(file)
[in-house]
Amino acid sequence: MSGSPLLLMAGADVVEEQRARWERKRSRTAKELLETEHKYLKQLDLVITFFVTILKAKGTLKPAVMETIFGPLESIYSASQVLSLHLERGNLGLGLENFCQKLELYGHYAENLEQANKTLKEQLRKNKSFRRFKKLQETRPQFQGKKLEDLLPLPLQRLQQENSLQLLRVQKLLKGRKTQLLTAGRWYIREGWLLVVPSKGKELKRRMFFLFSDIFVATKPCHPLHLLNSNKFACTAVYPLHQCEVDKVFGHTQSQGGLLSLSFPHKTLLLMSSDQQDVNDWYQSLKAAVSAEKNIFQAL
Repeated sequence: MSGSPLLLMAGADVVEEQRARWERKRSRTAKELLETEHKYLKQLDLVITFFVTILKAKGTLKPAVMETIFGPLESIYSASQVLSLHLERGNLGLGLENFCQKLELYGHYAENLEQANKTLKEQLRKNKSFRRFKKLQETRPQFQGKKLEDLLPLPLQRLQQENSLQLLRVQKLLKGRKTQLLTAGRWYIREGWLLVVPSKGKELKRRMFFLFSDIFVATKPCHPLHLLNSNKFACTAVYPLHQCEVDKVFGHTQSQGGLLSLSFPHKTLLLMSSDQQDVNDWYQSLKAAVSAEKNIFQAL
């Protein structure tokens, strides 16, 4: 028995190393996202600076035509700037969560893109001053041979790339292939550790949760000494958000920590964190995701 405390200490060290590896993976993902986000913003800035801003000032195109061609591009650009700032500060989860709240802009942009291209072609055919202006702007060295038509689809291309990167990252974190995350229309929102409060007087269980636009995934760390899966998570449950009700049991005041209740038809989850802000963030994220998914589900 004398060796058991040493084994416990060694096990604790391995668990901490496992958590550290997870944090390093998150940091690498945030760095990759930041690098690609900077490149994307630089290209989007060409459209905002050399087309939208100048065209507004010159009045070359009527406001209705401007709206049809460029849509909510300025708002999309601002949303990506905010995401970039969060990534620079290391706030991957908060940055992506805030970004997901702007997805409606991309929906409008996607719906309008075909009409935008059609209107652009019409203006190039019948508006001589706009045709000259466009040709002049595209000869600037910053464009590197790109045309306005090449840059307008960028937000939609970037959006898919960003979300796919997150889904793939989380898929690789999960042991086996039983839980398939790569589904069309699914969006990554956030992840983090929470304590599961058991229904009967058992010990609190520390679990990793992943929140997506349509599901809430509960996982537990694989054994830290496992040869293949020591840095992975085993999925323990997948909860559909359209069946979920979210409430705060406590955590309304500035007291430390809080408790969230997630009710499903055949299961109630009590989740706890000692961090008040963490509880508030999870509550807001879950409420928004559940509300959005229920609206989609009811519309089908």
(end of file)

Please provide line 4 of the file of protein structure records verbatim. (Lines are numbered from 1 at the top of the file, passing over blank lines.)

């Protein structure tokens, strides 16, 4: 028995190393996202600076035509700037969560893109001053041979790339292939550790949760000494958000920590964190995701 405390200490060290590896993976993902986000913003800035801003000032195109061609591009650009700032500060989860709240802009942009291209072609055919202006702007060295038509689809291309990167990252974190995350229309929102409060007087269980636009995934760390899966998570449950009700049991005041209740038809989850802000963030994220998914589900 004398060796058991040493084994416990060694096990604790391995668990901490496992958590550290997870944090390093998150940091690498945030760095990759930041690098690609900077490149994307630089290209989007060409459209905002050399087309939208100048065209507004010159009045070359009527406001209705401007709206049809460029849509909510300025708002999309601002949303990506905010995401970039969060990534620079290391706030991957908060940055992506805030970004997901702007997805409606991309929906409008996607719906309008075909009409935008059609209107652009019409203006190039019948508006001589706009045709000259466009040709002049595209000869600037910053464009590197790109045309306005090449840059307008960028937000939609970037959006898919960003979300796919997150889904793939989380898929690789999960042991086996039983839980398939790569589904069309699914969006990554956030992840983090929470304590599961058991229904009967058992010990609190520390679990990793992943929140997506349509599901809430509960996982537990694989054994830290496992040869293949020591840095992975085993999925323990997948909860559909359209069946979920979210409430705060406590955590309304500035007291430390809080408790969230997630009710499903055949299961109630009590989740706890000692961090008040963490509880508030999870509550807001879950409420928004559940509300959005229920609206989609009811519309089908």